Employers are required to pay their unemployment tax quarterly throughout the year.
A Wrench in the Works: the CARES Act
Along with the COVID-19 pandemic, there came a surge in unemployment cases nationwide. At one point, the US economy suspended or eliminated more than 22 million jobs. Several legislative remedies were passed into law, including the FFCRA, which extended the definition of emergency paid leave. The CARES act offered additional unemployment insurance up to $600 dollars per week. There is an old saying, however: there’s no such thing as a free lunch.
While the CARE Act served as a lifeline for many struggling families, there are tax implications to receiving that kind of governmental assistance. Employees who failed to set aside taxes might find themselves without their expected refund.
For employers, the CARES act results in additional paperwork and due diligence. While the federal government fully funds the unemployment insurance itself, each state has its own mechanism for carrying out the program, complete with qualification requirements and reporting. The bottom line? Unemployment tax is already muddy water; pandemic-related legislation just opened the floodgates.
Resources to Help
So the burden of understanding unemployment benefits and their associated tax burden falls to the employer. But with each state in charge of its own rules —on top of federal requirements— that’s no easy task. Information differs on a state-by-state basis, and even then, it can be difficult territory to wade through. Where to begin?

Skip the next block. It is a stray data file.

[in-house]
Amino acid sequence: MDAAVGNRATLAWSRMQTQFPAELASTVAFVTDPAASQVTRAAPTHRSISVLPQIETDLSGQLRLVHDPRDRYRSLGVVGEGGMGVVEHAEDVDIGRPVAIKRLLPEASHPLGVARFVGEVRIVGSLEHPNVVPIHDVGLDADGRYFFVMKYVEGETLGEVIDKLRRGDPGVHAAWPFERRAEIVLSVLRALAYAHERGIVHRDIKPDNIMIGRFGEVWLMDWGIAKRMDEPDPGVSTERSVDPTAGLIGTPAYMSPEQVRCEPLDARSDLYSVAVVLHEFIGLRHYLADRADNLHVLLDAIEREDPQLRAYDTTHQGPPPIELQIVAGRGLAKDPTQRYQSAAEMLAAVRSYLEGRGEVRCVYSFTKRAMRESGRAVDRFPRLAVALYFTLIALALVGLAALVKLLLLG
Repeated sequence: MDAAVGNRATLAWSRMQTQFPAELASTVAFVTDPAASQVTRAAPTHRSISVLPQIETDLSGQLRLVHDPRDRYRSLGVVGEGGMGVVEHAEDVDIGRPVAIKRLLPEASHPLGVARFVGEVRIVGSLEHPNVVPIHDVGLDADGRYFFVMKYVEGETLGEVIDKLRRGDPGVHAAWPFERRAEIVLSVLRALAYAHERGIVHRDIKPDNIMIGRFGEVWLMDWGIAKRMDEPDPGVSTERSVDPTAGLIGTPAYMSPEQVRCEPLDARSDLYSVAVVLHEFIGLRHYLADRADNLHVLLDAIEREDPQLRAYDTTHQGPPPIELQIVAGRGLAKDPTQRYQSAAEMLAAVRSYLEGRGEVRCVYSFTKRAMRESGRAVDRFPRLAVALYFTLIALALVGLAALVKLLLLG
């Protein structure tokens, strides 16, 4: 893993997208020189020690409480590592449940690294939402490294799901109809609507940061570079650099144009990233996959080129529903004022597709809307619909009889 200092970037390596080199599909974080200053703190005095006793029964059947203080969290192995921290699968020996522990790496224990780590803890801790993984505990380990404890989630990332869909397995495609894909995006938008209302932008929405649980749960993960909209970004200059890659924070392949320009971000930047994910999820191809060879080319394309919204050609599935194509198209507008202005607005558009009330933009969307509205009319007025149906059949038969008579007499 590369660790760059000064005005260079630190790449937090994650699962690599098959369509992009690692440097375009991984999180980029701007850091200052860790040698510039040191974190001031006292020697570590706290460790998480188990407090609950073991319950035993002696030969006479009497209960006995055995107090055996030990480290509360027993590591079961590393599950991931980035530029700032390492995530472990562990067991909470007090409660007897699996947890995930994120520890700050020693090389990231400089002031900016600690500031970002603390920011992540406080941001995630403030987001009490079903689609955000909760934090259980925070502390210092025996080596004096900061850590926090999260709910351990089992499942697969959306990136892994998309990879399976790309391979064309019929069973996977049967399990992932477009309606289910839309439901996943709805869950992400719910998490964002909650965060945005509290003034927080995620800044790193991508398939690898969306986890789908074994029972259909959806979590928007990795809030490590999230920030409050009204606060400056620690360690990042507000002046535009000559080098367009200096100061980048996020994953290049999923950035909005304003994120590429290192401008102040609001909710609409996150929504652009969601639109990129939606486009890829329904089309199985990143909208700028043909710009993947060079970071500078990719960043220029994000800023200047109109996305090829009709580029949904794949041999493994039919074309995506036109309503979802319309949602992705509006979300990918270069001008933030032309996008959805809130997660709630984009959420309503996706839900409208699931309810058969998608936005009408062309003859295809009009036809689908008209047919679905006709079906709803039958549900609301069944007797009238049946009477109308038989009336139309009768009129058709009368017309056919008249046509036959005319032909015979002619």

The single best place to start your search is with the United States Department of Labor (DOL). They have a page set up specifically for employers that links to each state’s unemployment insurance program. This site gives employers a contact list at a glance and helps empower HR and accounting staff to find good, quality information on a state level.
To understand how unemployment insurance —including the CARES act— works for the employee, the DOL also offers a website geared toward the workforce filled with valuable information and necessary forms.
For information on federal unemployment programs, the top-level governmental website, USA.gov, has an unemployment-related directory filled with information related to numerous national programs as well as additional high-quality resources.
If, for some reason, the government-curated resources don’t answer your question, or you find them obtuse and difficult to use, numerous third-party organizations such as the Tax Foundation strive to bring up-to-date information to the American workforce, including employers.
Enlisting Personalized Help
Understanding tax laws is difficult no matter what type of tax you’re working with. There is no substitute for getting advice from a professional resource. The Quentelle platform is proud to partner with the ValeU Group to provide unemployment tax planning services through our technology and consultancy expertise. For more information, please contact us today.